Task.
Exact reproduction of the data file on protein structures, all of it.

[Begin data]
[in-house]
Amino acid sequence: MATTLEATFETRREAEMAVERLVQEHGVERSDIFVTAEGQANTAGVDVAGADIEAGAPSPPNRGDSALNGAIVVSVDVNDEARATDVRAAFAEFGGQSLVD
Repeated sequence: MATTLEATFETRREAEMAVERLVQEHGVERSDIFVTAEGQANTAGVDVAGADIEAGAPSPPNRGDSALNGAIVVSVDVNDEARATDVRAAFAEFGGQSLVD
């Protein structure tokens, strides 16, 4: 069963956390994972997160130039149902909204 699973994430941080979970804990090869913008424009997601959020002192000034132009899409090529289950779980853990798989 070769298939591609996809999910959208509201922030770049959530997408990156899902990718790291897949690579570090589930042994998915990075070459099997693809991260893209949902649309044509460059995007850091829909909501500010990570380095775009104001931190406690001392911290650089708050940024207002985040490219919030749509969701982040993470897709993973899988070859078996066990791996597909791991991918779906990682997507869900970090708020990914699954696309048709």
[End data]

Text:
[in-house]
Amino acid sequence: MATTLEATFETRREAEMAVERLVQEHGVERSDIFVTAEGQANTAGVDVAGADIEAGAPSPPNRGDSALNGAIVVSVDVNDEARATDVRAAFAEFGGQSLVD
Repeated sequence: MATTLEATFETRREAEMAVERLVQEHGVERSDIFVTAEGQANTAGVDVAGADIEAGAPSPPNRGDSALNGAIVVSVDVNDEARATDVRAAFAEFGGQSLVD
């Protein structure tokens, strides 16, 4: 069963956390994972997160130039149902909204 699973994430941080979970804990090869913008424009997601959020002192000034132009899409090529289950779980853990798989 070769298939591609996809999910959208509201922030770049959530997408990156899902990718790291897949690579570090589930042994998915990075070459099997693809991260893209949902649309044509460059995007850091829909909501500010990570380095775009104001931190406690001392911290650089708050940024207002985040490219919030749509969701982040993470897709993973899988070859078996066990791996597909791991991918779906990682997507869900970090708020990914699954696309048709």